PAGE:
FORMER Ryder Cup Captain Bernard Gallacher is now making a “good recovery” from his suspected heart attack, his television presenter daughter Kirsty revealed today.
Mr Gallacher, 64, was admitted to Aberdeen Royal Infirmary on 29 August after collapsing at the luxury Marcliffe Hotel on the outskirts of the city.
He was first said to be in a “critical” condition but last week Mr Gallacher was showing signs of improvement and had been described as “stable” on Friday in the latest update on his condition issued by hospital authorities.
But today daughter Kirsty, a Sky Television sports presenter, posted on Twitter: “Thank you all so much for your kind messages of support, it’s been quite overwhelming. Dad now making a good recovery.”
A new hospital update on Mr Gallacher’s condition is expected later today.
Mr Gallacher is believed to have been taken unwell at a dinner at the luxury Marcliffe Hotel in the Cults area of Aberdeen, following an appearance at an event at Banchory Golf Club. An ambulance was called to the hotel to rush Mr Gallacher to hospital.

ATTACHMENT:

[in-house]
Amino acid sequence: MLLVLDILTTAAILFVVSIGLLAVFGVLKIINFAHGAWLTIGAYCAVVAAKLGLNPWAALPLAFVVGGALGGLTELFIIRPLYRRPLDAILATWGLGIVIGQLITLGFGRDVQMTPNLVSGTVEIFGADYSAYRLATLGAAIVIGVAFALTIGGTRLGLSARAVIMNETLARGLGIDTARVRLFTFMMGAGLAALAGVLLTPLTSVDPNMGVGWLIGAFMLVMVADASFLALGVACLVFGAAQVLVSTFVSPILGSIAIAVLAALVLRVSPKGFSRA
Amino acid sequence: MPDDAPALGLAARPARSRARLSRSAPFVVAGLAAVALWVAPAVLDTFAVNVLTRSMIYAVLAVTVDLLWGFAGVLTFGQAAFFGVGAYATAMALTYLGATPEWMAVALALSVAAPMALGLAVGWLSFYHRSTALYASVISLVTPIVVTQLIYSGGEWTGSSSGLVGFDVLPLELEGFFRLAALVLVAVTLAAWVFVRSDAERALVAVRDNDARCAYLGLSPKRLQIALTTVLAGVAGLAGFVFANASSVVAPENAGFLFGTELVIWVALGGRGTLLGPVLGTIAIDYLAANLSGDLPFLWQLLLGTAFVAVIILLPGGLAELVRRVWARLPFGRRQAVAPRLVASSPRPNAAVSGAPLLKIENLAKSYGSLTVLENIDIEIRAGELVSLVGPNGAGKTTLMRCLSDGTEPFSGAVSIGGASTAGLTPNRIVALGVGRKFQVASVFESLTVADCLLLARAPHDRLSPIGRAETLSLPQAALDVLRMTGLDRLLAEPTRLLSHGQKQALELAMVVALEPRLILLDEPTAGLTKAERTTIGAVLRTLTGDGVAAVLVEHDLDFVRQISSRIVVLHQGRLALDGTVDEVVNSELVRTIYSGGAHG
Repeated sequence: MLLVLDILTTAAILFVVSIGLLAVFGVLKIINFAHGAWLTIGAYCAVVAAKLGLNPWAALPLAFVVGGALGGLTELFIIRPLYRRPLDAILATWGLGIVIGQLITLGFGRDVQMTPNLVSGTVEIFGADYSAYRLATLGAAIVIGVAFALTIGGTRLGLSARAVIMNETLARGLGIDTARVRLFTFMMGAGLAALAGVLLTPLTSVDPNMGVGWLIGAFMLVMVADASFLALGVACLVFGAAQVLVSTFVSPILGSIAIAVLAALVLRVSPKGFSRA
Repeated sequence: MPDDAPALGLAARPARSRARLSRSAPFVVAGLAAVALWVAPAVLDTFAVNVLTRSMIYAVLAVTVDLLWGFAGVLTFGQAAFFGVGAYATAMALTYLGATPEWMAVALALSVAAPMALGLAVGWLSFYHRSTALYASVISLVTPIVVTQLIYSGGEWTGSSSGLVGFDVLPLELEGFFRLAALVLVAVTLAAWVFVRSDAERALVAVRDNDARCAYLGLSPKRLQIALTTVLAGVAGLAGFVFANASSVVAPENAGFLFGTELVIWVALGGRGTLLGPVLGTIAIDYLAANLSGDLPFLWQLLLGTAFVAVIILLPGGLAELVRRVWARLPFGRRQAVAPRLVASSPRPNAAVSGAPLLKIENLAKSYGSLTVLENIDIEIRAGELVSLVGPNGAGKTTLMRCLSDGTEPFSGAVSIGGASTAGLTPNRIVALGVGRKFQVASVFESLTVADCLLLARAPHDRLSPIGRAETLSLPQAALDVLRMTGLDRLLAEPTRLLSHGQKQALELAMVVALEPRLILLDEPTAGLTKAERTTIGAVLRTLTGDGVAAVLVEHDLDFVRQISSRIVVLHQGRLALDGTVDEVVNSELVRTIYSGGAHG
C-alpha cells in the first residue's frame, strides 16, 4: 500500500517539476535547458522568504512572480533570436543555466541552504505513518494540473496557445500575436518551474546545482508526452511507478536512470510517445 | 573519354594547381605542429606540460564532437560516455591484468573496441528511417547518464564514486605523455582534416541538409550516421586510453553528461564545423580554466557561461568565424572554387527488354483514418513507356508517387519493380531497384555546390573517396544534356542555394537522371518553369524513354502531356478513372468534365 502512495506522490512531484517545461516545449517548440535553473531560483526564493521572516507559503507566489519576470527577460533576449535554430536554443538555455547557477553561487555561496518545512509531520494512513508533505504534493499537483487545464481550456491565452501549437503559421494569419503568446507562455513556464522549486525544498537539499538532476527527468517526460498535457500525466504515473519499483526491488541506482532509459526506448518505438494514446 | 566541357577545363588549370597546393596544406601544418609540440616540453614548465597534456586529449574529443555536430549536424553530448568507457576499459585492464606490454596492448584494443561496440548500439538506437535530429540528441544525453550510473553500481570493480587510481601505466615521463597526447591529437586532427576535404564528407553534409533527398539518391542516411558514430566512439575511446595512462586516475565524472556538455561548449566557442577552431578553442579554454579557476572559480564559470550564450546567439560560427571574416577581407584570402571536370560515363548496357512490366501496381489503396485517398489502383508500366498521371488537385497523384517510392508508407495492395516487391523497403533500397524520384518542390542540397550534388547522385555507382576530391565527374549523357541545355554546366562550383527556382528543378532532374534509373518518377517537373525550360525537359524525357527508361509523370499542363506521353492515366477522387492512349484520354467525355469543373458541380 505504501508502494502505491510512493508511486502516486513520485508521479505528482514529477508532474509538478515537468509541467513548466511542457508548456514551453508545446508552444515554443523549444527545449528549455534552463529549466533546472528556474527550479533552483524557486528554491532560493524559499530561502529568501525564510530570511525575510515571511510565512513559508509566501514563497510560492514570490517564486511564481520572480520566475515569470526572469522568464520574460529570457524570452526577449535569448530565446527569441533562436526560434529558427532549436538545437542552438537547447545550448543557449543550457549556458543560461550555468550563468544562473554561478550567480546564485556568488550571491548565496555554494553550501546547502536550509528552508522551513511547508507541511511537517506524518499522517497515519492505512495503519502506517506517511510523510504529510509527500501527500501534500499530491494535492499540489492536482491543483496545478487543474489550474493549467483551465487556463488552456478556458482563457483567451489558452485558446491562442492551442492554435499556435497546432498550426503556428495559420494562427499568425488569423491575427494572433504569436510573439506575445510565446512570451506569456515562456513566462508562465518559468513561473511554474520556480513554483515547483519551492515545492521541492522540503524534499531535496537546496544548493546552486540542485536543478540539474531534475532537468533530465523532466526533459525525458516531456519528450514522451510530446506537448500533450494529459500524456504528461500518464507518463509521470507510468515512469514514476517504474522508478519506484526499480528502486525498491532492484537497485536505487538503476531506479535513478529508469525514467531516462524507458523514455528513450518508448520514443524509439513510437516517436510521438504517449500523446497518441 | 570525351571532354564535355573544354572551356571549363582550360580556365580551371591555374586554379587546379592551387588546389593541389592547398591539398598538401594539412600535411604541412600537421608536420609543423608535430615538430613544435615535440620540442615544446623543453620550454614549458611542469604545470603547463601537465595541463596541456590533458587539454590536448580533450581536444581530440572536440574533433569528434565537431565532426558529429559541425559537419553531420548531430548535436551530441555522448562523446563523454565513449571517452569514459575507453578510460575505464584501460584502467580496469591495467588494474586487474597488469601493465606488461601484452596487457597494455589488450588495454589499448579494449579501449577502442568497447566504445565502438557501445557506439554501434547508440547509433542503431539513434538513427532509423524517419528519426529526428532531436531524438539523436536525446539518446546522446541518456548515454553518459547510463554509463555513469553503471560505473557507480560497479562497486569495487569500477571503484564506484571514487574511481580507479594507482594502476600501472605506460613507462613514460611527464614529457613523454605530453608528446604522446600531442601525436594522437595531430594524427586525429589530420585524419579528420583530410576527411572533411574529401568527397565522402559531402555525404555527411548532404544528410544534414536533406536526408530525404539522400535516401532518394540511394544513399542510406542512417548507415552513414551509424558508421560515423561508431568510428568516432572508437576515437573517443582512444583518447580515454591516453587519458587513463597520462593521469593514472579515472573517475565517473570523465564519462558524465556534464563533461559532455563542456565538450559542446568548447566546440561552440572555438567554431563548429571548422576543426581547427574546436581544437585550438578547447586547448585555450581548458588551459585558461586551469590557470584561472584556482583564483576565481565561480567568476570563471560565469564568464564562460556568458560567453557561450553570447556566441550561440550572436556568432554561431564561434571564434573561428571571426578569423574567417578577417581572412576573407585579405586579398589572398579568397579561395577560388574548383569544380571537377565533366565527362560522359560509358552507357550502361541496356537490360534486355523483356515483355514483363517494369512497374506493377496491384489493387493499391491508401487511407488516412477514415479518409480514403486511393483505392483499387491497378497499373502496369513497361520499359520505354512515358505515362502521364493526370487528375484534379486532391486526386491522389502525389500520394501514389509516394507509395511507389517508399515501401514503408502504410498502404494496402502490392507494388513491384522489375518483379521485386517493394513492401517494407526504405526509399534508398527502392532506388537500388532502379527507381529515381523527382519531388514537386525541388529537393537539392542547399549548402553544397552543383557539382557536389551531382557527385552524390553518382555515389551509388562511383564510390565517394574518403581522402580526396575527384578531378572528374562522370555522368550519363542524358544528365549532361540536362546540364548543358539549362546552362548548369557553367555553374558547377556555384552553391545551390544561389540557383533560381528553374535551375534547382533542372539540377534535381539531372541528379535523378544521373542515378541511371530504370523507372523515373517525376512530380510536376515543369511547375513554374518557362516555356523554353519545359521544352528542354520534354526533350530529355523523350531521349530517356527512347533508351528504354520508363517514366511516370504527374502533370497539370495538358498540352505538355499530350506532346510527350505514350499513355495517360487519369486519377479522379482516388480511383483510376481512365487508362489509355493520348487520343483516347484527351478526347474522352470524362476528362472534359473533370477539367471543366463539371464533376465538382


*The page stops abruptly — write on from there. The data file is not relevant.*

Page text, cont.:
He began playing golf when he was only eleven and won the 1967 Scottish Amateur Open Stroke Play Championship before turning professional the same year and going on to win the Sir Henry Cotton Rookie of the Year Award in 1968.
In 1969, at the age of 20, he became the youngest player to represent Great Britain and Ireland in the Ryder Cup up to that time. He also recorded his first win as a professional that year, taking the PGA Championship title.
He played in the Ryder Cup eight times and was non-playing captain of the European Team in 1991, 1993 and 1995. He lost the first two matches but led the European side to a stunning victory on American soil in 1995 when the European team beat America by 14½ to 13½ points at the Oak Hill Country Club in Pittsford, New York.